A proposed federal rule change would allow carbon capture and sequestration (CCS) projects to take place on national forests and grasslands.
Currently, the Forest Service’s regulations strictly prohibit exclusive special use permits. The rule change would put the U.S. Department of Agriculture’s Forest Service on the same page as the Department of Interior’s Bureau of Land Management, which allows such permits.
CCS is a process in which carbon dioxide is compressed and transported to a storage site, where it is injected into a suitable geologic formation for long-term storage. It has traditionally involved capturing carbon dioxide from power plants, refineries, petrochemical plants, cement plants and other sources.
Sequestering carbon dioxide emissions into suitable deep underground geologic formations are useful tools for combatting climate change, the Forest Service said. A recent analysis by the International Energy Agency projected that 1.2 gigatons of global carbon dioxide must be captured and sequestered every year by 2030 to remain on track to reach net-zero emissions by 2050.
If the rule is finalized, applications for carbon sequestration on national forests or grasslands would be considered for permanent use. It would not allow for any other permanent uses on national forests and grasslands.
Laws relating to geologic storage of carbon dioxide already exist in several states, including Illinois, Kansas, Oklahoma, Louisiana, Montana, North Dakota, Texas, West Virginia and Wyoming.
In oil-and-gas-industry states like Texas, projects aimed at carbon storage are already in full swing.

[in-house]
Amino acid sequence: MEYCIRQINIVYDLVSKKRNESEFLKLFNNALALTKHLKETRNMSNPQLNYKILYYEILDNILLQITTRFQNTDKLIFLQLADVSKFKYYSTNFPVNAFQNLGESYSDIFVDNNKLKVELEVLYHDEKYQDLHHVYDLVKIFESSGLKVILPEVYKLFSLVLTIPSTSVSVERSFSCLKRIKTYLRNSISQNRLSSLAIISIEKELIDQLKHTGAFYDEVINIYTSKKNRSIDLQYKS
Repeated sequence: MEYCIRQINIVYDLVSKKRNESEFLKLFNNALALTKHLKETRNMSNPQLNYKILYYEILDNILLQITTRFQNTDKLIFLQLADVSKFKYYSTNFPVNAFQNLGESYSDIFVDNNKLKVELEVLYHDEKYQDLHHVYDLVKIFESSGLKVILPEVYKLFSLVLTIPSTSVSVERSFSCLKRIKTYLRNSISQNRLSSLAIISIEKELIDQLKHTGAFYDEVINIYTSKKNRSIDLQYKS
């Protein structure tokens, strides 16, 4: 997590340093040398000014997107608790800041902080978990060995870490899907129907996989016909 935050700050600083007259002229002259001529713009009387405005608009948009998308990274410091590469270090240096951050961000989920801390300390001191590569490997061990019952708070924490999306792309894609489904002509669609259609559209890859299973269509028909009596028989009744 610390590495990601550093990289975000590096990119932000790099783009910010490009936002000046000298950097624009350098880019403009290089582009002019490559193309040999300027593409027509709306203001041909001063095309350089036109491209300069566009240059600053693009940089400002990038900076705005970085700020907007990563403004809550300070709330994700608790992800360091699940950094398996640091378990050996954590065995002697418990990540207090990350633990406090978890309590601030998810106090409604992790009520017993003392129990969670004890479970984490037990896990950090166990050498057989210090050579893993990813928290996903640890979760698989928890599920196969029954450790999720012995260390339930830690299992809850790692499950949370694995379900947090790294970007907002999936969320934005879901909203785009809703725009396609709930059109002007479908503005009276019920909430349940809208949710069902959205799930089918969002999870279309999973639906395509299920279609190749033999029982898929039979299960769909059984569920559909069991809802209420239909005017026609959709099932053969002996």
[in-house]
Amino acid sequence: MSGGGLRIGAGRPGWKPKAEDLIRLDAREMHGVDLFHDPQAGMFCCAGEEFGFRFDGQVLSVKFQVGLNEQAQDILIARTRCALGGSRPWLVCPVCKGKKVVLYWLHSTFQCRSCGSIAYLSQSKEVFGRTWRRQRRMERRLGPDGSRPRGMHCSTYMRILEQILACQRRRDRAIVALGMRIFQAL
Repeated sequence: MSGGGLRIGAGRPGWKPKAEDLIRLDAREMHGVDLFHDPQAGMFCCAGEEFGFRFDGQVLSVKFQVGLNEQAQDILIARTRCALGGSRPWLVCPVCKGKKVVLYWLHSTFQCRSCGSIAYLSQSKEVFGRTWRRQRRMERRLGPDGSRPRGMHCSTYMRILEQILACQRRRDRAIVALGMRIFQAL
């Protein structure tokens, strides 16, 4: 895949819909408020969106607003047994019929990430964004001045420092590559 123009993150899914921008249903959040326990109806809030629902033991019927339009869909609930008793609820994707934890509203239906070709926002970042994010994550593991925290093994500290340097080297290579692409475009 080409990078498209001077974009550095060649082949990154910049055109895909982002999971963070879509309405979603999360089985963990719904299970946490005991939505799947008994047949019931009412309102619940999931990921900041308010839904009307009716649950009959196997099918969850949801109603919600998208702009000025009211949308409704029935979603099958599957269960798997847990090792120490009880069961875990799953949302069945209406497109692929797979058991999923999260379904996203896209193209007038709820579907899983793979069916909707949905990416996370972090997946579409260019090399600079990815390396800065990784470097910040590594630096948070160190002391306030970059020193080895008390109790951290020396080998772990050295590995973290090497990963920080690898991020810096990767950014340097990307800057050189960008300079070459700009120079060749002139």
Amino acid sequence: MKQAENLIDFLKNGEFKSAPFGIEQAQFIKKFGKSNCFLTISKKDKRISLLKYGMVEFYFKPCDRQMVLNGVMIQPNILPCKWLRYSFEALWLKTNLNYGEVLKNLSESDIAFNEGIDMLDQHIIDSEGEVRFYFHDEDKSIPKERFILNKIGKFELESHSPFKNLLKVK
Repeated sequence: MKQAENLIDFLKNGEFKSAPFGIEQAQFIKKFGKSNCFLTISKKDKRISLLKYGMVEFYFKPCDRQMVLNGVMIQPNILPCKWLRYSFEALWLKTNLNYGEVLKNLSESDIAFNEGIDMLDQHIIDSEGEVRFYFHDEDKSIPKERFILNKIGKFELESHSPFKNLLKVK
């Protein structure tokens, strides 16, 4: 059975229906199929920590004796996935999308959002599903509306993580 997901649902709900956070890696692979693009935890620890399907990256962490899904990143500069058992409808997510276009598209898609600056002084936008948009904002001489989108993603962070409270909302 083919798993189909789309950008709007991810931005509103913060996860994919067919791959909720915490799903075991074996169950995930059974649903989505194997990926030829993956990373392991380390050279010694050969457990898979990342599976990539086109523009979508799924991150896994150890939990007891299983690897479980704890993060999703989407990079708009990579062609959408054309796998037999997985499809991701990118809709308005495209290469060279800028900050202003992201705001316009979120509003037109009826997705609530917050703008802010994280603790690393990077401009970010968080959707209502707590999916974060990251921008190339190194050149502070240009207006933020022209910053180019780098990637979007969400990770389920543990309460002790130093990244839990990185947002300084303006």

The Texas General Land Office (GLO) in August announced it had awarded six leases for offshore carbon storage that would generate $130 million in bonus payments for the state’s school fund.
In February, the Port of Corpus Christi received $16.4 million in federal funding to conduct a feasibility study for both onshore and offshore carbon storage projects. The research will be conducted with Texas A&M University, the University of Texas and Talos and Howard Energy Partners, a San Antonio gas company.
In September 2021, the GLO, awarded its first lease for carbon sequestration on 40,000 acres of state-owned land near Port Arthur, Texas, to Talos Energy, a Houston-based oil and gas company. Chevron has a 50% stake in the project called “Bayou Bend,” which would be the nation’s first offshore carbon storage site if completed.
The Forest Service currently has no carbon sequestration project proposals under consideration.
All proposals would still have to pass secondary screening to be accepted as formal applications. Any carbon storage proposals will be required to comply with the National Environmental Policy Act and receive approval by an authorized officer at the Forest Service.
Permits from the U.S. Environmental Protection Agency would also be required.
Public comments may be submitted through Jan. 2, 2024. The text of the proposed rule and instructions on how to comment are available in the Federal Register.